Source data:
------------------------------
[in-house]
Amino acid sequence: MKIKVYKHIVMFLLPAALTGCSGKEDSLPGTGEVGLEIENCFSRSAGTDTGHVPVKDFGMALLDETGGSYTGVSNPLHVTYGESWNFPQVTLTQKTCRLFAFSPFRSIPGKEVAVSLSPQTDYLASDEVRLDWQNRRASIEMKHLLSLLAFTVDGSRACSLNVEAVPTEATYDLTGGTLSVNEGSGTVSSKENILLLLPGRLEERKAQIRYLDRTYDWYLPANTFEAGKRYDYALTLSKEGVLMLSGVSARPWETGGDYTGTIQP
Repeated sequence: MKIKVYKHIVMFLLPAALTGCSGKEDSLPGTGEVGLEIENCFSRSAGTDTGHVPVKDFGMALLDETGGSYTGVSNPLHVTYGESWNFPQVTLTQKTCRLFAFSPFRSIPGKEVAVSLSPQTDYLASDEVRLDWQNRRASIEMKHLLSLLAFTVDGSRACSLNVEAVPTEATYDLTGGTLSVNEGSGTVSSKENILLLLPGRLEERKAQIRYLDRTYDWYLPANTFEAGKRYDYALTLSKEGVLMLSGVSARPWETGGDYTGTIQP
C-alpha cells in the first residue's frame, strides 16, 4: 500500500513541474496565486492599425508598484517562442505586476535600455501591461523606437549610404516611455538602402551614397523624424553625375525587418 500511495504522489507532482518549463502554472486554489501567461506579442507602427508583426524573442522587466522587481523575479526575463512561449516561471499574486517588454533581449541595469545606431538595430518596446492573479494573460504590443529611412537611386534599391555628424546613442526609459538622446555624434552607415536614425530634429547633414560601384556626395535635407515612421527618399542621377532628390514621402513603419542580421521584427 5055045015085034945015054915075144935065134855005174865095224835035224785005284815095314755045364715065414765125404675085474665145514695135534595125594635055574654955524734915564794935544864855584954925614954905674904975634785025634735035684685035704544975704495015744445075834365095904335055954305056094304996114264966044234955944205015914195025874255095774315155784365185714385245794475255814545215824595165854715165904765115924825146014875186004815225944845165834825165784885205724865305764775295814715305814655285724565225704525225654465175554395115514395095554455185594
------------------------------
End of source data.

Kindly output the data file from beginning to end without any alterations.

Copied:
[in-house]
Amino acid sequence: MKIKVYKHIVMFLLPAALTGCSGKEDSLPGTGEVGLEIENCFSRSAGTDTGHVPVKDFGMALLDETGGSYTGVSNPLHVTYGESWNFPQVTLTQKTCRLFAFSPFRSIPGKEVAVSLSPQTDYLASDEVRLDWQNRRASIEMKHLLSLLAFTVDGSRACSLNVEAVPTEATYDLTGGTLSVNEGSGTVSSKENILLLLPGRLEERKAQIRYLDRTYDWYLPANTFEAGKRYDYALTLSKEGVLMLSGVSARPWETGGDYTGTIQP
Repeated sequence: MKIKVYKHIVMFLLPAALTGCSGKEDSLPGTGEVGLEIENCFSRSAGTDTGHVPVKDFGMALLDETGGSYTGVSNPLHVTYGESWNFPQVTLTQKTCRLFAFSPFRSIPGKEVAVSLSPQTDYLASDEVRLDWQNRRASIEMKHLLSLLAFTVDGSRACSLNVEAVPTEATYDLTGGTLSVNEGSGTVSSKENILLLLPGRLEERKAQIRYLDRTYDWYLPANTFEAGKRYDYALTLSKEGVLMLSGVSARPWETGGDYTGTIQP
C-alpha cells in the first residue's frame, strides 16, 4: 500500500513541474496565486492599425508598484517562442505586476535600455501591461523606437549610404516611455538602402551614397523624424553625375525587418 500511495504522489507532482518549463502554472486554489501567461506579442507602427508583426524573442522587466522587481523575479526575463512561449516561471499574486517588454533581449541595469545606431538595430518596446492573479494573460504590443529611412537611386534599391555628424546613442526609459538622446555624434552607415536614425530634429547633414560601384556626395535635407515612421527618399542621377532628390514621402513603419542580421521584427 5055045015085034945015054915075144935065134855005174865095224835035224785005284815095314755045364715065414765125404675085474665145514695135534595125594635055574654955524734915564794935544864855584954925614954905674904975634785025634735035684685035704544975704495015744445075834365095904335055954305056094304996114264966044234955944205015914195025874255095774315155784365185714385245794475255814545215824595165854715165904765115924825146014875186004815225944845165834825165784885205724865305764775295814715305814655285724565225704525225654465175554395115514395095554455185594